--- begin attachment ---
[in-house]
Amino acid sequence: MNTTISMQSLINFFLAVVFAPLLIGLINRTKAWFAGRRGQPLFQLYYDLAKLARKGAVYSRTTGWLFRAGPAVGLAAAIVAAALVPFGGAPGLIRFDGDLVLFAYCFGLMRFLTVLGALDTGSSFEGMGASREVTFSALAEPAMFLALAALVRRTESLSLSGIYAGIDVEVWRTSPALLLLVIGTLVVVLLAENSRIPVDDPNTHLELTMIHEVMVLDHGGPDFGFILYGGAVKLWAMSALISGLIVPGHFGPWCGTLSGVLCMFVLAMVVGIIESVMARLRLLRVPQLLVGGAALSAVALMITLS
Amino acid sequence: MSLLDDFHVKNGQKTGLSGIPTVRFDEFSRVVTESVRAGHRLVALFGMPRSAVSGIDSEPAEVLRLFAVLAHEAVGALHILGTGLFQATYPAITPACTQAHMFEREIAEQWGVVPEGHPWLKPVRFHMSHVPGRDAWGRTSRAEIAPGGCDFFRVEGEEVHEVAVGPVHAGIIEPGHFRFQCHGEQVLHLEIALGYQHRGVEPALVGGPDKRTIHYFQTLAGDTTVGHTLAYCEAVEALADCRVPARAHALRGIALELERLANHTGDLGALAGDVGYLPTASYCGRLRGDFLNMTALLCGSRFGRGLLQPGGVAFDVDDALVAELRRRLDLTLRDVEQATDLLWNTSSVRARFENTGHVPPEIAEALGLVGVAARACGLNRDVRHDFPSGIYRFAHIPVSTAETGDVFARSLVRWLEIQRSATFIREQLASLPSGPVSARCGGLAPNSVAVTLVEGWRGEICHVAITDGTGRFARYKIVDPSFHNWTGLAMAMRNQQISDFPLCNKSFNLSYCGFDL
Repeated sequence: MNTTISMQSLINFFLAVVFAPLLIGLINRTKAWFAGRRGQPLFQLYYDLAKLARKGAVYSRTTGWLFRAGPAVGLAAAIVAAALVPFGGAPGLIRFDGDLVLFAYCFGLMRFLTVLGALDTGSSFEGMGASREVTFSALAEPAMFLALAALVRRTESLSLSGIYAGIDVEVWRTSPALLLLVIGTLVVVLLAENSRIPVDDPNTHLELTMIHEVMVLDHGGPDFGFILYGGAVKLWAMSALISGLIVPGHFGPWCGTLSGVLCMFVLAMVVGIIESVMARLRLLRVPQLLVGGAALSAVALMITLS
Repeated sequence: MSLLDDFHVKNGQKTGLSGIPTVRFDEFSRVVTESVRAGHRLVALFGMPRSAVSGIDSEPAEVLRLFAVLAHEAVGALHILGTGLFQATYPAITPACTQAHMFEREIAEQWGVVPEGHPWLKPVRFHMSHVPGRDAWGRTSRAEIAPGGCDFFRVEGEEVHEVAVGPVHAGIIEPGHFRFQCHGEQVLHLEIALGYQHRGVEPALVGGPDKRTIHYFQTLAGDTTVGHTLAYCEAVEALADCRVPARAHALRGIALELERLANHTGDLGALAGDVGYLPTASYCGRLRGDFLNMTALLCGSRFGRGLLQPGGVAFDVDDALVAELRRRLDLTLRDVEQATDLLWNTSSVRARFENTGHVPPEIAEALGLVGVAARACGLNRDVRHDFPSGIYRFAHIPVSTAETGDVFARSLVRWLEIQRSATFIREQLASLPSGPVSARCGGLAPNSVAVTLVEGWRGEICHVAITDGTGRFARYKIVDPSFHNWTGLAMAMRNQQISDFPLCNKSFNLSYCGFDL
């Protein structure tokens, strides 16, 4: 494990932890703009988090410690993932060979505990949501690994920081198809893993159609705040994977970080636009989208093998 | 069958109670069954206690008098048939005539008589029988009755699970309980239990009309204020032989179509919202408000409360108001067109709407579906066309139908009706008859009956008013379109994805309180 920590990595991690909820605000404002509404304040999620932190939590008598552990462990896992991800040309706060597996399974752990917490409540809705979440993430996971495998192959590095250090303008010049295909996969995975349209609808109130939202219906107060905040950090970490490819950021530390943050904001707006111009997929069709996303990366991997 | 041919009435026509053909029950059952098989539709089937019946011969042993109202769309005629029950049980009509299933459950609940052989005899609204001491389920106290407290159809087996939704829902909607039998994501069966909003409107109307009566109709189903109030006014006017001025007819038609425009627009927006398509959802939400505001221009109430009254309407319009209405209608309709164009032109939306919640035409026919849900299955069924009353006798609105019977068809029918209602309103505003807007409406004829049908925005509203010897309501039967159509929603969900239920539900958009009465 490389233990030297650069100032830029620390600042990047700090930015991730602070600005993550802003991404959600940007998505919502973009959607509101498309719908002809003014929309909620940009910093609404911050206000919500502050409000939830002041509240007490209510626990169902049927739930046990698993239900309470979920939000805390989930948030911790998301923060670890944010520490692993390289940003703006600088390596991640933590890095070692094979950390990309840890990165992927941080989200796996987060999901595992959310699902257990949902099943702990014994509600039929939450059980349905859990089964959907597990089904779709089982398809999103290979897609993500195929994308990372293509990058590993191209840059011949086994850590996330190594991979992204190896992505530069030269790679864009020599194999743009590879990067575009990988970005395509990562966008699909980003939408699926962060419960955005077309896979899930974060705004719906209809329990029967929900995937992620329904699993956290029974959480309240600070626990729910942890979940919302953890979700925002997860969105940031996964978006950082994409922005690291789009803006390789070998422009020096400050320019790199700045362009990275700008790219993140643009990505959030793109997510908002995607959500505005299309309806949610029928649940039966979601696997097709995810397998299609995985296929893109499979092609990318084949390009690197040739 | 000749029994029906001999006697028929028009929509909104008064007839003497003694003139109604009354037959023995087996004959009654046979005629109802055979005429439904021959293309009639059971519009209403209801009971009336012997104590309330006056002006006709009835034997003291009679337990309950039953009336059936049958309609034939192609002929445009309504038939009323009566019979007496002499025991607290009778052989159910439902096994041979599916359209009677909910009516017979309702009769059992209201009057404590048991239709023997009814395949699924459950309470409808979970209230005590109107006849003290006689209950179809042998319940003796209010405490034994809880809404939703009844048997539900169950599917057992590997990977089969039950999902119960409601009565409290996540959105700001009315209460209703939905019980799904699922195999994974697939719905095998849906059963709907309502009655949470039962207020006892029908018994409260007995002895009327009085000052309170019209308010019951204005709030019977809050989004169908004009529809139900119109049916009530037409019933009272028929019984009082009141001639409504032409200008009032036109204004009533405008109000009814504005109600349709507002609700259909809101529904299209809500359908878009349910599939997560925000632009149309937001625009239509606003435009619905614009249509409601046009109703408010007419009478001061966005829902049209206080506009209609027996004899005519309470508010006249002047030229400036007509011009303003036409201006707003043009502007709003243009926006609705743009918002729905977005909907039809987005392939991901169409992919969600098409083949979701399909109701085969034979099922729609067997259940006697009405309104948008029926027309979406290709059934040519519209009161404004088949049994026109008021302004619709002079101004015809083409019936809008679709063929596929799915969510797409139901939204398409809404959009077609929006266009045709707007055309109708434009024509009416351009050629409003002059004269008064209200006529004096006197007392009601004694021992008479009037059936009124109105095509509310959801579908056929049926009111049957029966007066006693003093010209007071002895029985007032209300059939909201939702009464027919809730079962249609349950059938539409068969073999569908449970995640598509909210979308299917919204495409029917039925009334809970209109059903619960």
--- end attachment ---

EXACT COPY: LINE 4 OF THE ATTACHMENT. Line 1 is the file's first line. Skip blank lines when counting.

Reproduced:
Repeated sequence: MNTTISMQSLINFFLAVVFAPLLIGLINRTKAWFAGRRGQPLFQLYYDLAKLARKGAVYSRTTGWLFRAGPAVGLAAAIVAAALVPFGGAPGLIRFDGDLVLFAYCFGLMRFLTVLGALDTGSSFEGMGASREVTFSALAEPAMFLALAALVRRTESLSLSGIYAGIDVEVWRTSPALLLLVIGTLVVVLLAENSRIPVDDPNTHLELTMIHEVMVLDHGGPDFGFILYGGAVKLWAMSALISGLIVPGHFGPWCGTLSGVLCMFVLAMVVGIIESVMARLRLLRVPQLLVGGAALSAVALMITLS